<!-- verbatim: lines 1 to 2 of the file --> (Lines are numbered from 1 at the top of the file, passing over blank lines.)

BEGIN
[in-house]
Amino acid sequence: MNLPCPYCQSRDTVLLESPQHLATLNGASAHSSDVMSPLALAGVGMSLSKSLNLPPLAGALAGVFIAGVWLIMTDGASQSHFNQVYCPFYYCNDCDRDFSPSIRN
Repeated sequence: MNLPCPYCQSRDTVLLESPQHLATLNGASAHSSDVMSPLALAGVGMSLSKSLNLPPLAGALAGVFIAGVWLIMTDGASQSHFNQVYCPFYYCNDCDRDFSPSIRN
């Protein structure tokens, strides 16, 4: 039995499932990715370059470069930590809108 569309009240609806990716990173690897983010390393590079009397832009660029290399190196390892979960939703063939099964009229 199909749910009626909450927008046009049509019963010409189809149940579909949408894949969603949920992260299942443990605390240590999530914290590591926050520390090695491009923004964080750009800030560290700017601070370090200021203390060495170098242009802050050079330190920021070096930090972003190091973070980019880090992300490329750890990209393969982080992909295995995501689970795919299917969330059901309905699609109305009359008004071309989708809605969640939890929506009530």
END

[in-house]
Amino acid sequence: MNLPCPYCQSRDTVLLESPQHLATLNGASAHSSDVMSPLALAGVGMSLSKSLNLPPLAGALAGVFIAGVWLIMTDGASQSHFNQVYCPFYYCNDCDRDFSPSIRN